Xiaolu Guo, UFO in Her Eyes (2009)
Silver Hill was an unremarkable village in Hunan, long since neglected by the Chinese government; until a peasant woman named Kwok Yun saw a ‘flying metal plate’ in the sky. The National Security and Intelligence Agency soon sends men to investigate; the results of this are chronicled in the documents which comprise the text of UFO in Her Eyes, as are the changes through which Silver Hill went in subsequent years. Shortly after seeing the UFO, Yun found and helped an injured Westerner – which inspired the latter to make a hefty donation to the village.
To my mind, the title of UFO in Her Eyes doesn’t just refer to Yun’s metal plate. It also makes me think of the glint in the village chief’s eye as she contemplates what could be done with the money from the Westerner, and the possibilities for further developing Silver Hill on the back of the UFO sighting. Xiaolu Guo’s satire is sharp as she depicts the urbanisation of Silver Hill, a process which merrily robs several villagers of their livelihoods even as it supposedly paves the way for good fortune. And it’s only too clear that Silver Hill’s development is probably based on nothing more than a mirage.
Xiaolu Guo’s website
Video interview with Guo
Some other reviews of UFO in Her Eyes: Niall Harrison at Torque Control; Richard Larson and Karen Burnham for Strange Horizons.
Benjamin Wood, The Bellwether Revivals (2012)
Oscar Lowe wanted to go beyond the narrow horizons of his working-class upbringing in Watford; but the job he’s ended up in – care assistant at a Cambridge nursing home – isn’t all that different from the future his parents had in mind. But a random visit to a recital in King’s College chapel, and meeting the lovely Iris Bellwether there, brings him into contact with a more privileged world. Iris’s brother Eden is a brilliant but eccentric organist who believes he’s found a means of healing sickness through music – and there’s a chance he might be right.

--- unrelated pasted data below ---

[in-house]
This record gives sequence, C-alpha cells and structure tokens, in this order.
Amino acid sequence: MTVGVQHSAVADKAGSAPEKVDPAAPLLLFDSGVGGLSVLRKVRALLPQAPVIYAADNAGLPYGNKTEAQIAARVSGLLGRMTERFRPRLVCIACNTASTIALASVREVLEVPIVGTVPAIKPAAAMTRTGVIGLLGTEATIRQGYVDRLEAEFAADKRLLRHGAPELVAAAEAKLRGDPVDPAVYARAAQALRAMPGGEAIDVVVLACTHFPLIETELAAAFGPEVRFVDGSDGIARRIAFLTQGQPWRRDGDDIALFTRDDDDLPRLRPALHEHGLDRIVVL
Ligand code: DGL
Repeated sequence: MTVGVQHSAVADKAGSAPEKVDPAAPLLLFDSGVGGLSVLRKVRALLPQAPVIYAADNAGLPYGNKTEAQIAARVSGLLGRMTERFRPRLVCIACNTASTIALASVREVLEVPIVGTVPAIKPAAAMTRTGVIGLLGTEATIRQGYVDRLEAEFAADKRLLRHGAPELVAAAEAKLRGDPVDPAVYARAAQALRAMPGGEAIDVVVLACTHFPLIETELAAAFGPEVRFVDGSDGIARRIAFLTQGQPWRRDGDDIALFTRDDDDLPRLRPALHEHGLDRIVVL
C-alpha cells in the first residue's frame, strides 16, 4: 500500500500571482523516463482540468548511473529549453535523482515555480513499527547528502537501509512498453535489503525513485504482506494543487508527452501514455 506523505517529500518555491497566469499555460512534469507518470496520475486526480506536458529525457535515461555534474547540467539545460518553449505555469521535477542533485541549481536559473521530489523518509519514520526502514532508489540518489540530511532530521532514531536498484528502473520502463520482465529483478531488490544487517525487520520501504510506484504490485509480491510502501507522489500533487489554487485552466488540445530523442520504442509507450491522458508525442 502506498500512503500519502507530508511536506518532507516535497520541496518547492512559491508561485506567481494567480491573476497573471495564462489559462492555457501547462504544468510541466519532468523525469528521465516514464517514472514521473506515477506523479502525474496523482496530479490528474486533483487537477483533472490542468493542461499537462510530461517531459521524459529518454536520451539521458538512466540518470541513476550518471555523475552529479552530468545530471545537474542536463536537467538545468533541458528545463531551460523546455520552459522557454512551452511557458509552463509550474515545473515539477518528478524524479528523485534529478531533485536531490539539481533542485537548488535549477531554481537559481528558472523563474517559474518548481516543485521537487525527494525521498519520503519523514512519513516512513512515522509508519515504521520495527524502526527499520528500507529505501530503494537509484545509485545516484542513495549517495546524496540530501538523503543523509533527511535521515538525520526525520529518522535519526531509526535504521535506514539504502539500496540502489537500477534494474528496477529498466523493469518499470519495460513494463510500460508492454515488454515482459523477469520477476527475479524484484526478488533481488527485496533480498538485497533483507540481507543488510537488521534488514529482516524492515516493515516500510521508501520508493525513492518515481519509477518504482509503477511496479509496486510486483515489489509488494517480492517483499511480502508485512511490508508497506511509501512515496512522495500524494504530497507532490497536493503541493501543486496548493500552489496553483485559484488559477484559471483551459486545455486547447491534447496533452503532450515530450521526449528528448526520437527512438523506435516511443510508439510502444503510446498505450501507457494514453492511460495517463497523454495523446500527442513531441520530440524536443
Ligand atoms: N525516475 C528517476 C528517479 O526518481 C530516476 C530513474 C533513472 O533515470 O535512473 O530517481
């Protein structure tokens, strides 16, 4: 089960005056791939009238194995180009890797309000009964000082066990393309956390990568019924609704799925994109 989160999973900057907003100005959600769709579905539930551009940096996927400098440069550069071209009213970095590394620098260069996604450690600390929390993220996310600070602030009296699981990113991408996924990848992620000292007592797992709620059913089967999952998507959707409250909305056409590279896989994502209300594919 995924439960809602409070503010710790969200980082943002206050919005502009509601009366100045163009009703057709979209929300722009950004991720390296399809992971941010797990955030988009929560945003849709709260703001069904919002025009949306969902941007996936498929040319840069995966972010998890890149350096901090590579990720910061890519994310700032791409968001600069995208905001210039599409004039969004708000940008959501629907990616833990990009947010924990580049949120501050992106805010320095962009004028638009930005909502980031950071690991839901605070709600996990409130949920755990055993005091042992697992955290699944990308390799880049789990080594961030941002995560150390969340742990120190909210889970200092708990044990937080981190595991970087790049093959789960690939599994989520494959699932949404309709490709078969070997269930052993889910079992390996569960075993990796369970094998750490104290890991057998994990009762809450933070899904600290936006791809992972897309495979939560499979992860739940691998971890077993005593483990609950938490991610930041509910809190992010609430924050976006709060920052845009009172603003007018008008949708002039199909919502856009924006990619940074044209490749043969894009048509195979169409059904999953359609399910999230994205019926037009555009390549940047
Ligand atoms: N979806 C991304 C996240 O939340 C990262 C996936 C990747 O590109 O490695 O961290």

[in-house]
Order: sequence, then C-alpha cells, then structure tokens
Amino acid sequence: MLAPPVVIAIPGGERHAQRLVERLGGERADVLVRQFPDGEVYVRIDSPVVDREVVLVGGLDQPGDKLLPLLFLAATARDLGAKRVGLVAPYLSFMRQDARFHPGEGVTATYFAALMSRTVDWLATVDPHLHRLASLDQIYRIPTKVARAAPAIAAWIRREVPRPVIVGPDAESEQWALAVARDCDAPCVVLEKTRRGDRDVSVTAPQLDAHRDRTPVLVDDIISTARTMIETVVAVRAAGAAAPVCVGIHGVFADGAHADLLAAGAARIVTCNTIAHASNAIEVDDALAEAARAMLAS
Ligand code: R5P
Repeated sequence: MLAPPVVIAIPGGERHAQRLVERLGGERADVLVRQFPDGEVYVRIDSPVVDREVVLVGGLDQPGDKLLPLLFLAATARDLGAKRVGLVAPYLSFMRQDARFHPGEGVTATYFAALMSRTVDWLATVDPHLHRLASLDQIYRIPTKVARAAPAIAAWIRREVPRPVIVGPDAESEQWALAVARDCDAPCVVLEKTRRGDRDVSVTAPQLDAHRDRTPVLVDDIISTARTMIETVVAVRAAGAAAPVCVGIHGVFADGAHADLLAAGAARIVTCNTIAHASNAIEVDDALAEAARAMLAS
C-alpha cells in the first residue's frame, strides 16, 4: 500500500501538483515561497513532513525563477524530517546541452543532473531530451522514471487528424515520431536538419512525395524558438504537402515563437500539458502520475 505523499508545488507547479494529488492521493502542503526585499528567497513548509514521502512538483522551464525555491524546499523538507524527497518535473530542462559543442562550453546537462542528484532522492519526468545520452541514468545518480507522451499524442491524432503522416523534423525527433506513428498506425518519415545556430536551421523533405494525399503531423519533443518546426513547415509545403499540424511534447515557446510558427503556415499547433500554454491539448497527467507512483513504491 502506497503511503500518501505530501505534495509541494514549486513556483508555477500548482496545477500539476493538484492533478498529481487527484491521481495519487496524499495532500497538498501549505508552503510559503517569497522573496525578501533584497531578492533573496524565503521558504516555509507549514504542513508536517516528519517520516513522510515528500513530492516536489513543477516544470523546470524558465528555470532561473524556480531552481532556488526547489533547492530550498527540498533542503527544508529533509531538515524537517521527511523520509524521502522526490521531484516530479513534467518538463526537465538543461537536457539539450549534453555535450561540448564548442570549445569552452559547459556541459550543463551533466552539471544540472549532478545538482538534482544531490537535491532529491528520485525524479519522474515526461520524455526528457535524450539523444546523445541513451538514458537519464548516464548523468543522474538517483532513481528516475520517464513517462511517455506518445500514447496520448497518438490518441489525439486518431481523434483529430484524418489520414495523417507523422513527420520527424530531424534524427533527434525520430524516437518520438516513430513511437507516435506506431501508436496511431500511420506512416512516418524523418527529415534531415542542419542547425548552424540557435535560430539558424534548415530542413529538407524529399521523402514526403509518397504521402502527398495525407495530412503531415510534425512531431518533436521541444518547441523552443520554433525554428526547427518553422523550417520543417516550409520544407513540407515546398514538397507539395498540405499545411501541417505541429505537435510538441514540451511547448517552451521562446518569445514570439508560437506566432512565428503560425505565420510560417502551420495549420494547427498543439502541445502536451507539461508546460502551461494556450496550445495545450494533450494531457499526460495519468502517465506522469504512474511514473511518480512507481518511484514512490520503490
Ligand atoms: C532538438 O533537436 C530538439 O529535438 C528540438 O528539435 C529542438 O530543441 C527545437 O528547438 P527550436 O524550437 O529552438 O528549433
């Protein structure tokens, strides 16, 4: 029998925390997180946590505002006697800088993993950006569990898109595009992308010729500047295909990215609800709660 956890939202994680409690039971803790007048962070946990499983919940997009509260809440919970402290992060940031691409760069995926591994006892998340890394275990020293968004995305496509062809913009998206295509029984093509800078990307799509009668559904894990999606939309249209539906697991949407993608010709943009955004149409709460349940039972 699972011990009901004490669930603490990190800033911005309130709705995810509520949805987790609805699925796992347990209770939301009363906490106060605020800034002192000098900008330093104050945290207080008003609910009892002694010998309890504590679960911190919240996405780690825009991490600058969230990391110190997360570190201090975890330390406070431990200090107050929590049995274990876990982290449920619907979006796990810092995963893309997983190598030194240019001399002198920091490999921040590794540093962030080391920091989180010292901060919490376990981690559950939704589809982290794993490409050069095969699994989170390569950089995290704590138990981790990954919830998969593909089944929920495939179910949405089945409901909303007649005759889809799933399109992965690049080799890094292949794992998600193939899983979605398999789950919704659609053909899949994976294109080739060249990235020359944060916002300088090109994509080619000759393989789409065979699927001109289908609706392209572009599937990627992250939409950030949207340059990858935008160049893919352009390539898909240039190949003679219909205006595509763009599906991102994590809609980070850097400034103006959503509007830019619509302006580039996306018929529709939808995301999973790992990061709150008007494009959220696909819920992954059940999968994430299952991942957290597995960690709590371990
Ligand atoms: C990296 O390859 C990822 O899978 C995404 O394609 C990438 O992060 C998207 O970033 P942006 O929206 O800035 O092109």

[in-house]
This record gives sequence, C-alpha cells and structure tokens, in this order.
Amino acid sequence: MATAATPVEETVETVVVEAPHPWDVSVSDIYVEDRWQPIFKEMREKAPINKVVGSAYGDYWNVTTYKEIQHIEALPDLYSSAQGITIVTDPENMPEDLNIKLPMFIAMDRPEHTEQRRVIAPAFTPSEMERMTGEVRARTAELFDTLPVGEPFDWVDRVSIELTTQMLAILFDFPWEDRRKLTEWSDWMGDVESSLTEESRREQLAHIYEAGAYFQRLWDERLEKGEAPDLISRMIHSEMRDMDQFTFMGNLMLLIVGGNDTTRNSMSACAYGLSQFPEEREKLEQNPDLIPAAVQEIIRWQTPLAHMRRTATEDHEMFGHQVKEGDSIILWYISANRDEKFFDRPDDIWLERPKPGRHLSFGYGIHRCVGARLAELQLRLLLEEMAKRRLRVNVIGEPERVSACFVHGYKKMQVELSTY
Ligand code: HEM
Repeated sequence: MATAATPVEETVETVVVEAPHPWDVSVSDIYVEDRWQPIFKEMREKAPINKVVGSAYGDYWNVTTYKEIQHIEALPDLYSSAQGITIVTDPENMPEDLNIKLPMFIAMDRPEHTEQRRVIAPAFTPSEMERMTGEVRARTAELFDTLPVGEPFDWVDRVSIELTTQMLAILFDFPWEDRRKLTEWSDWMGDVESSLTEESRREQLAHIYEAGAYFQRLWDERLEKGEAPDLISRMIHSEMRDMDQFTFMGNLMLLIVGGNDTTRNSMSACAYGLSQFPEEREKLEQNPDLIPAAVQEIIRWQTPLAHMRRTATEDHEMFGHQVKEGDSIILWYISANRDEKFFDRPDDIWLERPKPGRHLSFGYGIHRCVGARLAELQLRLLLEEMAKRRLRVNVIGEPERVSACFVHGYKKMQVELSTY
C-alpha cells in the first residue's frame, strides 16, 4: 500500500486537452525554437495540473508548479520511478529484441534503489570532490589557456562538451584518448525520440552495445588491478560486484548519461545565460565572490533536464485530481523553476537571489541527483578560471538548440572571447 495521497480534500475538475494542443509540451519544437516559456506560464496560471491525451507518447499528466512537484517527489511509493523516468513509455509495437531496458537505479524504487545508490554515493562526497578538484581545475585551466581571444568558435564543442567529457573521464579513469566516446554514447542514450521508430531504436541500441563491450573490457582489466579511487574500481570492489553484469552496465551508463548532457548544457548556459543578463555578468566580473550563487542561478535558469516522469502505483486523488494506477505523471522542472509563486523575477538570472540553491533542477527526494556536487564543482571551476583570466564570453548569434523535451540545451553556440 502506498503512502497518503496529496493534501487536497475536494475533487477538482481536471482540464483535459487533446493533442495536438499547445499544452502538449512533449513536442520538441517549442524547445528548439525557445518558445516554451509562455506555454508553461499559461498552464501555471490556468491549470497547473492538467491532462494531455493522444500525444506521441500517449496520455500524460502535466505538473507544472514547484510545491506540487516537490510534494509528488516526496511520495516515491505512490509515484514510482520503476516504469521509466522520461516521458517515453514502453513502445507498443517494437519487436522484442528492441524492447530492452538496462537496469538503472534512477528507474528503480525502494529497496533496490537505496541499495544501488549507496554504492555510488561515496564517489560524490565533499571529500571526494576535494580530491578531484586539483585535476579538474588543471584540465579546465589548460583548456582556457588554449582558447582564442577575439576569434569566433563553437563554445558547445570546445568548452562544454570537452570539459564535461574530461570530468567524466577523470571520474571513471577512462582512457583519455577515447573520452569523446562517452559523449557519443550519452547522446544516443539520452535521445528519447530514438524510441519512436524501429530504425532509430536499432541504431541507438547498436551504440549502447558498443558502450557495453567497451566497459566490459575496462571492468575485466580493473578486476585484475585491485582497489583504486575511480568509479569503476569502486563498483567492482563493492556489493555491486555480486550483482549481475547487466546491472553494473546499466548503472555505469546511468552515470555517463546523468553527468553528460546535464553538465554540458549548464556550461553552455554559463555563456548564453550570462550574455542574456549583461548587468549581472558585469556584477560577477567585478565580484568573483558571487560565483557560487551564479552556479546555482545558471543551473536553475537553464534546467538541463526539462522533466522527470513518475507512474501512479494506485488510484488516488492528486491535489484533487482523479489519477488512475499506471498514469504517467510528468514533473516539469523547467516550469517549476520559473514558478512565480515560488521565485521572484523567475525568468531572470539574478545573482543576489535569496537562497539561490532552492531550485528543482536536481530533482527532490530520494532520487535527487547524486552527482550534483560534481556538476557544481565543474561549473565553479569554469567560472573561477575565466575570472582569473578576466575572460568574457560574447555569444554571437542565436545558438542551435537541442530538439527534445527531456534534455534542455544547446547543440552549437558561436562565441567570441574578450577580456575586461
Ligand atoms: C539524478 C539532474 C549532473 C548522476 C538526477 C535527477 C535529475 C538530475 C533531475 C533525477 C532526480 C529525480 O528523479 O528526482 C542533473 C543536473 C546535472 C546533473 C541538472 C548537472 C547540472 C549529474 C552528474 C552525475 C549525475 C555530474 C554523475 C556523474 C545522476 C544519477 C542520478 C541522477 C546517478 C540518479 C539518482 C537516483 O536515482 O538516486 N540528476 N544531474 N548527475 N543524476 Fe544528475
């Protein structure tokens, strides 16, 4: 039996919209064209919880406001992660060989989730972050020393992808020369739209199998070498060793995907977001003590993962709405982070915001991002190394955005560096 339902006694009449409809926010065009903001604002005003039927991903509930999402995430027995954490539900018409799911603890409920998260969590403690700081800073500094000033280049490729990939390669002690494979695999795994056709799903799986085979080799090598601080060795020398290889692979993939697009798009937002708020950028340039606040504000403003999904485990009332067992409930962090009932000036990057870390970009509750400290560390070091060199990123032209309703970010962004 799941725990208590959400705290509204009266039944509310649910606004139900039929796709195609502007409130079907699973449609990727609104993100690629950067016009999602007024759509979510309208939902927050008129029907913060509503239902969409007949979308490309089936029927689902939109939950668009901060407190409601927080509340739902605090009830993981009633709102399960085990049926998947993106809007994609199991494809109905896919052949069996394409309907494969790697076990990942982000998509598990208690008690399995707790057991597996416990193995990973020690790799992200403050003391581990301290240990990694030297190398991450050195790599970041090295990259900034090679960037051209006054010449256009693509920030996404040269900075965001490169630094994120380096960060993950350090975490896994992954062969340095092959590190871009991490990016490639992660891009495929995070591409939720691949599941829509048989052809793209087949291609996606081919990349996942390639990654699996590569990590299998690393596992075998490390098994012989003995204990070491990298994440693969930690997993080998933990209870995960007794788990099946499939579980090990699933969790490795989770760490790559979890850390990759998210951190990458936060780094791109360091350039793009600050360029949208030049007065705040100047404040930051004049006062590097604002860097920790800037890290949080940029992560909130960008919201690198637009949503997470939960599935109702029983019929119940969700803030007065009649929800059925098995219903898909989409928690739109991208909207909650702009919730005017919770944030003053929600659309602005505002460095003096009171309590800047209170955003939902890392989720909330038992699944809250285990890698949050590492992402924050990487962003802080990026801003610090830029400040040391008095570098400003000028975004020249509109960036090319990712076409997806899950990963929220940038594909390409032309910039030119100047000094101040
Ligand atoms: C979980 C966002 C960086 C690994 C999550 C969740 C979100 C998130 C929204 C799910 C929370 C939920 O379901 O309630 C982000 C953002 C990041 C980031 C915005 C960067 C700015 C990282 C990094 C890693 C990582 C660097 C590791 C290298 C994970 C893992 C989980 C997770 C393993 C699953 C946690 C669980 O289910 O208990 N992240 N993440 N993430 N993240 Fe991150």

Benjamin Wood keeps the tension up all the way through his debut novel: we know from the first page that tragedy is on the way, but how that comes about can still surprise. Wood also manages very well the game of revealing whether or not Eden’s theories are true. Underpinning this is the theme of free will, which plays into Oscar’s reflections on whether he can really become his own person. After The Bellwether Revivals, I’ll surely be keeping an eye out for Wood’s work in the future.
Benjamin Wood’s website
Video interview with Wood
Some other reviews of The Bellwether Revivals: Three Guys One Book (and conclusion); Malcolm Forbes for The National; Broken Penguins.